Be careful to not get any part of your body, especially your eyes, anywhere near this focus point, when the reflector is in the sunlight!

Rotate the reflector to keep it pointed at the sun for maximum cooking efficiency.

if you want a solar cooker, 
use the formulas here : http://en.wikipedia.org/wiki/Parabola
or http://www.intmath.com/Plane-analytic-geometry/4_Parabola.php
Mark/ measure and cut out one half of a parobolic curve on a piece of plywood( your template). Cut multiple 1/2 parabolas and build it round to form a "dish" formation. ( make sure you have flat edges on the floor) Then line your "dish" with reflective material to focus the sunlight. (Personally , I like cut mirrors for maximum reflectivity) So a circular 1 foot dish gives you approx 113 sq inches or about 78 watts of focused energy. Enough to melt a marshmallow.
 Using an 8ft satellite dish equates to 7238 square inches or about 50 ft^2 and in full sunlight  should focus enough energy equivalent to power a small microwave oven or approx 5000 watts.  Thats enough concentrated light to melt the plastic and electronics inside the dish feedhorn or ignite a marshmallow in a couple of seconds.

Put two nails in a board as foci and loop a string that's long enough to fit loosely over both nails. If you pull the string tight with a pencil and trace the shape of the string pulled tight around both foci, doesn't that trace a parabolic oval?

That traces an ellipse, not a parabola. A "parabolic oval" is an oxymoron.

An ellipse has two focal points (the two nails in your construction). A parabola has only a single focal point (the single nail in the construction robbtoberfest linked to). Mathematically, you can think of it as an ellipse with one focal point at infinity.

Nope. It makes one smooth ellipse:

"An ellipse is a curve that is the locus of all points in the plane the sum of whose distances r_1 and r_2 from two fixed points F_1 and F_2 (the foci) separated by a distance of 2c is a given positive constant 2a (Hilbert and Cohn-Vossen 1999, p. 2)."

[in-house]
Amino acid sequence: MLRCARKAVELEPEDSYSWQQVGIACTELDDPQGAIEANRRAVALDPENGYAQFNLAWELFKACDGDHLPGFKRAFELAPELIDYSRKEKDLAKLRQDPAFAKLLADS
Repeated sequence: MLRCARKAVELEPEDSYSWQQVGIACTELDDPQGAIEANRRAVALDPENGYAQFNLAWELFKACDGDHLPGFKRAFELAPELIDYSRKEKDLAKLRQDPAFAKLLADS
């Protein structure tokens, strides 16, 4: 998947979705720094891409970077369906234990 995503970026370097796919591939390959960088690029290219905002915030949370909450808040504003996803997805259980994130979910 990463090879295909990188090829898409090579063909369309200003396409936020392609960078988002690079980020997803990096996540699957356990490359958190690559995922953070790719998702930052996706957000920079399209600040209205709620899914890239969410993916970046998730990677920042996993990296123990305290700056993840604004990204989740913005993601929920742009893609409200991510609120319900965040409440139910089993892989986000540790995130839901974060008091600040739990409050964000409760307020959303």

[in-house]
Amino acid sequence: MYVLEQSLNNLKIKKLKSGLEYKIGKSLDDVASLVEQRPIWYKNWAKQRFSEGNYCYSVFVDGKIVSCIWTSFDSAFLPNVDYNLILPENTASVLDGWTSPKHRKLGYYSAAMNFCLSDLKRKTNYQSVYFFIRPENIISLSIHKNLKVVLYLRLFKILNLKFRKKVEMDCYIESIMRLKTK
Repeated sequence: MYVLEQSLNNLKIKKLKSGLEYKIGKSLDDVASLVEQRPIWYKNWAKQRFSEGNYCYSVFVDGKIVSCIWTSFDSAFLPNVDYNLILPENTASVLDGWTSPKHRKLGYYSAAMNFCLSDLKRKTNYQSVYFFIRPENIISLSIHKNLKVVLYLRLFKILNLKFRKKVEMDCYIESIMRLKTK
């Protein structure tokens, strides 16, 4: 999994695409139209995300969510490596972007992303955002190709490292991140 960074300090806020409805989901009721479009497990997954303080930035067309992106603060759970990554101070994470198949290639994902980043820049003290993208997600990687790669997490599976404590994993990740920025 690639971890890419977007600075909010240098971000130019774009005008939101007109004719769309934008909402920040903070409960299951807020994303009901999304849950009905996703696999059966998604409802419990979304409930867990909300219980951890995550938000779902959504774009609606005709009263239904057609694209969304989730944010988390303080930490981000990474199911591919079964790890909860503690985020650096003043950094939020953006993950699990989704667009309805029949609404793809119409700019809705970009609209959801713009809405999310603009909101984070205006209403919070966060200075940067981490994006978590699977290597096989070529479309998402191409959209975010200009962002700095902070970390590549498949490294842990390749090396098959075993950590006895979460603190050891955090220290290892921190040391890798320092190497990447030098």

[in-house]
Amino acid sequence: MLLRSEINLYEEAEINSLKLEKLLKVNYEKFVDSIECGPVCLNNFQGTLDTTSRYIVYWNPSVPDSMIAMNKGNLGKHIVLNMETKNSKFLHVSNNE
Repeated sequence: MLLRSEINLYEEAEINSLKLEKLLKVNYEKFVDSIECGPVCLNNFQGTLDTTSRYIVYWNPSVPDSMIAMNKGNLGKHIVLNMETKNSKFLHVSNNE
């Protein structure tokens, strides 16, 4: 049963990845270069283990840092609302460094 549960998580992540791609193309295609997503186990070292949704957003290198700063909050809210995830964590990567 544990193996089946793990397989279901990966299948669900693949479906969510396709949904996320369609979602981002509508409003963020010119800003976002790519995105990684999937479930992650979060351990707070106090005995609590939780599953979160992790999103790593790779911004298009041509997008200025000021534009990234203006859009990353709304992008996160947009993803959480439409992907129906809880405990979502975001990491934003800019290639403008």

Yeah, but I meant that that method will work

It will work about as well as sketching a parabola by hand. I.e. it will tend to focus the sun's rays to some extent, but not as well as a real parabola. Rather like making a lens that is not quite spherical: it will focus somewhat, but not nearly as well as a well-shaped lens.

You can do it if the second nail is infinitely far away (ie in the sun). You can approximate that by having the other end of the string tied to a tree 100' away. Compromise?

Ok, but, if I want to print a parabola on a sheet of paper to use as a pattern, do you know of a quick and easy (ie software) way to print a parabola.

That's the method I was going to recommend, then I saw the second link and realised that he already had the easiest answer (because the sunlight would get focussed at the point where the nail is bashed in) and it would be a waste of time for me to reply ....


I use Rhino 3d for anything like this. I started using it for 3d animation, but it also turns out to be unbelievably helpful for any kind of prototyping. Especially optical stuff as you can reflect curves off surfaces and do all your form development in computer completely accurately.


The evaluation version only lets you save 25 times, but you can print as much as you like...

It's pretty easy to pick up, for what it is, any questions at all feel free to contact me.

. A Q&D; method I've used is to fix one end of a flexible rod and apply force to the free end - trace the arc. Not perfect, but close enough for most projects. . Draw a grid and plot by hand.